About this site

I was a Governing Board Member of the San Carlos School District, elected November 2007 and again in November 2011. This site was originally used for the purpose of communicating with school district constituents, however now it is used for surfacing ideas and expressing opinions on various subjects in education, politics, business, or otherwise.

Please note that any opinion express here is purely personal and does not necessarily reflect the position or opinion of anyone else or any organization with which I am, or have been, associated.

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October 2012
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Big Step in Strategic Planning

Last night’s board meeting was an unusually formatted one — it was a workshop bringing together all of the work done to date on our strategic plan. This has been a process that kicked off in the summer of 2011, and most of last school year was devoted to community meetings as well as many board meetings, school site meetings, and staff meetings about defining exactly where the district should be heading and the meaning of 21st Century Learning in San Carlos.

This past summer, the school board had a retreat where we went through a series of discussions and analyses to come up with our top goals and targets over the next 5-10 years. Since then, there have been two more strategic planning meetings using the same framework for discussion — one meeting among the administrative team and one among members of the broader staff of teachers and other district employees. None of the groups had any visibility into what the others had come up with until we brought them all together at the meeting last night.

All of the worksheets from each of the three meetings were hung up on the walls for us all to peruse and discuss. (Note that the attachments online were just the summaries of the targets). The first thing that almost everyone noticed was how remarkably similar they were. Often there is this construct in public education that there is this tension between the school board and teachers or between administrators and teachers, and of course there are disagreements sometime. But last night demonstrated that in looking at the big picture, everyone is really on the same page on how we want to re-shape education for our kids.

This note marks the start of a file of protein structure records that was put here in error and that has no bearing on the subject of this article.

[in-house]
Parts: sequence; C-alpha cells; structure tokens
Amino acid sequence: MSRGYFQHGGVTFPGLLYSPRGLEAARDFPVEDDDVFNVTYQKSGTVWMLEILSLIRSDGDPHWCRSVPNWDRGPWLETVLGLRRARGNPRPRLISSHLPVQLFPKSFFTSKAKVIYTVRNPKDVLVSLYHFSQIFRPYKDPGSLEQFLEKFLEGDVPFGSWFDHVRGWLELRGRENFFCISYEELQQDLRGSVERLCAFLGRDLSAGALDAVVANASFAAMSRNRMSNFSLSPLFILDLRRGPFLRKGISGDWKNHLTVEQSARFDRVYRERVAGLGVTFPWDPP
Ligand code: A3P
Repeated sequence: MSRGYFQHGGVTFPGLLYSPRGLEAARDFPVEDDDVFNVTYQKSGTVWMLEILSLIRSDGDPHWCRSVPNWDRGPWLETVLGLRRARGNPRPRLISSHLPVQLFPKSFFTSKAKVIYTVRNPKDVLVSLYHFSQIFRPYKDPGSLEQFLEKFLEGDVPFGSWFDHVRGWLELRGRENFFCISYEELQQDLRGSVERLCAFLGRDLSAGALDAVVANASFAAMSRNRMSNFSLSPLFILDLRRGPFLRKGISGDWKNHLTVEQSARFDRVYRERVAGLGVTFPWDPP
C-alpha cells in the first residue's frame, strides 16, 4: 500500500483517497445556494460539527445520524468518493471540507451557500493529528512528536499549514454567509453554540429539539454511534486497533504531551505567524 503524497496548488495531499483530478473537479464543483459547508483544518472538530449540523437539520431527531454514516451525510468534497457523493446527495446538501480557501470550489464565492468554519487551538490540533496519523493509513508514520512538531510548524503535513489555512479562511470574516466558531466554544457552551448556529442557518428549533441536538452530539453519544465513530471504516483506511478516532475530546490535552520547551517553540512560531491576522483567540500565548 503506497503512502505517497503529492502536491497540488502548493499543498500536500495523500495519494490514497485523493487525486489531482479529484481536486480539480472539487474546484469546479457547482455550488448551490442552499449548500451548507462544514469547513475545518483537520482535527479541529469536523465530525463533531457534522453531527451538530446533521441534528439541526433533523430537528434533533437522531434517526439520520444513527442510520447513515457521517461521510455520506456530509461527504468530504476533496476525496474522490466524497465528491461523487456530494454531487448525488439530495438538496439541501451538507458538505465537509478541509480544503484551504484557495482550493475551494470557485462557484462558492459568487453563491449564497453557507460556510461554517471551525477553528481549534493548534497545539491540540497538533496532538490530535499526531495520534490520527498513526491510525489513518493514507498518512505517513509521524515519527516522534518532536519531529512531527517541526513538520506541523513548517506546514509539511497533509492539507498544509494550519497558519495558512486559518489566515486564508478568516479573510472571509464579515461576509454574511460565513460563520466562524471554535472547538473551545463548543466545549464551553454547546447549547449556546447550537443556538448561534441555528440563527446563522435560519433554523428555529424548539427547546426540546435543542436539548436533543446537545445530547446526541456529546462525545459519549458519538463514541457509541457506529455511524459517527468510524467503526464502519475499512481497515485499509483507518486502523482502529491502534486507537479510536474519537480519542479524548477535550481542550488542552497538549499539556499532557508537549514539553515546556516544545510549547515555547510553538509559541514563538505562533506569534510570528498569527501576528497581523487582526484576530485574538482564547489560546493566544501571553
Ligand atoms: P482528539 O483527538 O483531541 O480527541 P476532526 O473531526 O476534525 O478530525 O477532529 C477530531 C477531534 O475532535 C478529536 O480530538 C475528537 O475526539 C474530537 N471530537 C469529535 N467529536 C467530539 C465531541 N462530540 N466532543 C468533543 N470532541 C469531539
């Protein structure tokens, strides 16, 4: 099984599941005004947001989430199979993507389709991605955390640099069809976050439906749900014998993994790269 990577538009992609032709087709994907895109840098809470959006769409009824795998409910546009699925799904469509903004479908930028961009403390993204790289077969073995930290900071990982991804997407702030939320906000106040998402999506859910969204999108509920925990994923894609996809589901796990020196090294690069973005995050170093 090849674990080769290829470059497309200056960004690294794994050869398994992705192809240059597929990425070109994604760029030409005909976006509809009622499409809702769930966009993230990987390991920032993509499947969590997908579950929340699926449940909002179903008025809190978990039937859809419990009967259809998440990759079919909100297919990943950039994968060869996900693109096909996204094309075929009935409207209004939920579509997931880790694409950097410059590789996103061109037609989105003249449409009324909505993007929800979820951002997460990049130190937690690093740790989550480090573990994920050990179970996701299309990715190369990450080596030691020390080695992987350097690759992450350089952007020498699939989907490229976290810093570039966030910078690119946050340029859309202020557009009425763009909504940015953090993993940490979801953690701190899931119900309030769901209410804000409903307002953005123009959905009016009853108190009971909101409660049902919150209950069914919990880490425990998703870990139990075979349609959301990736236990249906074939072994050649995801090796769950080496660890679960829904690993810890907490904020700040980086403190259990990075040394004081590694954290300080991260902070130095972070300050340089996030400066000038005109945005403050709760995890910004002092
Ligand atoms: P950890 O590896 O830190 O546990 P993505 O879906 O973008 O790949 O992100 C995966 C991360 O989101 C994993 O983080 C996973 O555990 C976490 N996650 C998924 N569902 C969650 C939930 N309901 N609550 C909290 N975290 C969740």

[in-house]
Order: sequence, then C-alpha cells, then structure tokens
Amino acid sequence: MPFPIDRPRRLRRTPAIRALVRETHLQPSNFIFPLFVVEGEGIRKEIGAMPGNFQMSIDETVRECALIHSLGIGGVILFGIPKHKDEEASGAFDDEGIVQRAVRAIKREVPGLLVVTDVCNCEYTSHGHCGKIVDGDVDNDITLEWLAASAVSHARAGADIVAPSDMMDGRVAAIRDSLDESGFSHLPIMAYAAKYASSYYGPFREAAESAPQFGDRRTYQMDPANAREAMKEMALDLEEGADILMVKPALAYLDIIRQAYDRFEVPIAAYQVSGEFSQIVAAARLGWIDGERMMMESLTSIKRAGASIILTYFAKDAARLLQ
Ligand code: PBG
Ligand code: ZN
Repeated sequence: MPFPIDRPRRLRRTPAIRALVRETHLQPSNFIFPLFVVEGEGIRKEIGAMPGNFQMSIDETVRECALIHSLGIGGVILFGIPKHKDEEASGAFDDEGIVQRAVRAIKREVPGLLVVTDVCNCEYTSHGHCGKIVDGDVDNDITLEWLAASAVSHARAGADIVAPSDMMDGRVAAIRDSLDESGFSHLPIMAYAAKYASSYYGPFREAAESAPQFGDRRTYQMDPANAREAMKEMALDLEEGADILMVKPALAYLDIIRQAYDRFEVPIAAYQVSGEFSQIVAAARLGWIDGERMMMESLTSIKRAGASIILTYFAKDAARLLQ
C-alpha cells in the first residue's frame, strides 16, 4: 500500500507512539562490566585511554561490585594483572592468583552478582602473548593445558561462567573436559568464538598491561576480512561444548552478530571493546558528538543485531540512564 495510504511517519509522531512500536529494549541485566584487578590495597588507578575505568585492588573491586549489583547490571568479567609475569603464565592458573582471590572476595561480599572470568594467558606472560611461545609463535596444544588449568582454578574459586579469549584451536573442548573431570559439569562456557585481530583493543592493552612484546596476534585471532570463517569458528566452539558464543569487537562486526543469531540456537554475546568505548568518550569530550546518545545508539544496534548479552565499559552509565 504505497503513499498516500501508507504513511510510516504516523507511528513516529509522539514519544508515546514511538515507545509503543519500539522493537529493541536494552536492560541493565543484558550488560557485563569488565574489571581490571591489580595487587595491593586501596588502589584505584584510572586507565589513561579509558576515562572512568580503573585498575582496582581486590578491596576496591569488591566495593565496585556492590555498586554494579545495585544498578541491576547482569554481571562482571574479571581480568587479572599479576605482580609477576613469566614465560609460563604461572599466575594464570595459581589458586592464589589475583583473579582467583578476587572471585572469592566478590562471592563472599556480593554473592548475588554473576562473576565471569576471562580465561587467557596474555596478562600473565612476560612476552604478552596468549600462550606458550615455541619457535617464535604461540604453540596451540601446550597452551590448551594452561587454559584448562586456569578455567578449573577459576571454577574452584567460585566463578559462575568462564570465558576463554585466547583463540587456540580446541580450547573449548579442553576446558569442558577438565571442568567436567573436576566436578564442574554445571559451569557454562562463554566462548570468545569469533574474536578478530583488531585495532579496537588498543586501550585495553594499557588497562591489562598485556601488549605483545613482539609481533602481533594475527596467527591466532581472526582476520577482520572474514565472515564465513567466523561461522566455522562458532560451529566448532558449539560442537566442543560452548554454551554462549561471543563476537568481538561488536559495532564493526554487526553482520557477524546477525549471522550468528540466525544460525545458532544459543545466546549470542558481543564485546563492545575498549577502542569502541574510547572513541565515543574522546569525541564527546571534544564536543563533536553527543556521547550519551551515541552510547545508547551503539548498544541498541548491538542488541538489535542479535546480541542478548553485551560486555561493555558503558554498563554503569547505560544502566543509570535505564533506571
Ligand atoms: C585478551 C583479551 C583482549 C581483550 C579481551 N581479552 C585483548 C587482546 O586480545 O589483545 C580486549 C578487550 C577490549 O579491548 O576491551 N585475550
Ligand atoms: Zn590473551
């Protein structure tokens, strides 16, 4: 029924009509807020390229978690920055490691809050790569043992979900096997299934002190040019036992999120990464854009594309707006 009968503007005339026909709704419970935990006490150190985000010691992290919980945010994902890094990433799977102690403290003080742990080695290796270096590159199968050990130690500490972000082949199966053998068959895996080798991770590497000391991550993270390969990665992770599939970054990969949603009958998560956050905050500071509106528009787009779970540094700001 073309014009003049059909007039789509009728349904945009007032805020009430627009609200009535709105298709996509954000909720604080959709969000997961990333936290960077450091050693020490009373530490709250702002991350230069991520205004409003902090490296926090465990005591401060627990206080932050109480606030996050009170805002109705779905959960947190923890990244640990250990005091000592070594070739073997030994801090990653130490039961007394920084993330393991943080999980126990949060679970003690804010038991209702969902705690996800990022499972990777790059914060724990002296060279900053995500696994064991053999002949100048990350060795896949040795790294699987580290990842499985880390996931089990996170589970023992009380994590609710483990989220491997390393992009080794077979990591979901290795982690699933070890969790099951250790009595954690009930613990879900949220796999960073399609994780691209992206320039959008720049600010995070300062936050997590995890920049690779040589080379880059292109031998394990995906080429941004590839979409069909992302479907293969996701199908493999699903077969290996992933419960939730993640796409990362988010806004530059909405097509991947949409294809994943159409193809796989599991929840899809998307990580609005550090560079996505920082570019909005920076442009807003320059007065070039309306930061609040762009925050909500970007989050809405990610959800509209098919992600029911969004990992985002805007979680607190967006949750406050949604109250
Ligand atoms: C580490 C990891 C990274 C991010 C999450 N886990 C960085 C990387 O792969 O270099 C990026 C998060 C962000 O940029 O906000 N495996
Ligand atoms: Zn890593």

Naturally, the board’s targets and taxonomy was a level of abstraction above the administrators and staff, whereas those groups got into more specific detail on implementation strategies. And we all agreed that it’s difficult to categorize all these thoughts in a simple way, as there is so much overlap among many of these ideas — it’s a multidimensional Venn diagram of sorts. But a few key themes emerged:

  • Promoting global citizenship, well-rounded, “whole child” social/emotional learners
  • Emphasizing professional development for educators, giving more time collaboration and innovation, and having more educators in leadership roles
  • Creating a “boundless” learning environment that breaks down the virtual and physical walls of the school — creating flexible learning spaces, flexible time to learn, and making education more relevant and personalized
  • Better engaging with (and educating) the community as well as expanding our pool of educational resources out into the community (both locally and globally)
  • Creating an environment of continual improvement and innovation
  • Having the technology infrastructure and making sure technology is embedded in all of the initiatives above

The next steps is for a steering committee to digest all of this input and start building the actual draft of the strategic plan. The goal is to have a first draft by the end of the calendar year so the board can review in January. Then we will look to have the strategic plan completed by the end of the school year. There was a ton of energy and optimism in the room with folks ready to take on the hard work of actually trying to implement much of this. And make no mistake, some of it will be really hard — it may involve changing decades-old practices and doing this in the context of continued fiscal and regulatory constraints. And some will naturally resist change. But this was a great step and demonstrates that our community is up for the challenge.

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